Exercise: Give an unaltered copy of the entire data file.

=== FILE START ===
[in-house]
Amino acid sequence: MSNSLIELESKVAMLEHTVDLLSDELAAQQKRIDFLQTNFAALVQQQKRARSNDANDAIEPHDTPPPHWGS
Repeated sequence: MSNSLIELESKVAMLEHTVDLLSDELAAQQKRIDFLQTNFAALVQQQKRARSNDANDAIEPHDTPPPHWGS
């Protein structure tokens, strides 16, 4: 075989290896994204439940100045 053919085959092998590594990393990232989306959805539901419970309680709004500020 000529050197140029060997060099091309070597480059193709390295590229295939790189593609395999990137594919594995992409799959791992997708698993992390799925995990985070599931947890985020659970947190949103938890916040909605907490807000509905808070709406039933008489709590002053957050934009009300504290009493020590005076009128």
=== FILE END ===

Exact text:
[in-house]
Amino acid sequence: MSNSLIELESKVAMLEHTVDLLSDELAAQQKRIDFLQTNFAALVQQQKRARSNDANDAIEPHDTPPPHWGS
Repeated sequence: MSNSLIELESKVAMLEHTVDLLSDELAAQQKRIDFLQTNFAALVQQQKRARSNDANDAIEPHDTPPPHWGS
């Protein structure tokens, strides 16, 4: 075989290896994204439940100045 053919085959092998590594990393990232989306959805539901419970309680709004500020 000529050197140029060997060099091309070597480059193709390295590229295939790189593609395999990137594919594995992409799959791992997708698993992390799925995990985070599931947890985020659970947190949103938890916040909605907490807000509905808070709406039933008489709590002053957050934009009300504290009493020590005076009128």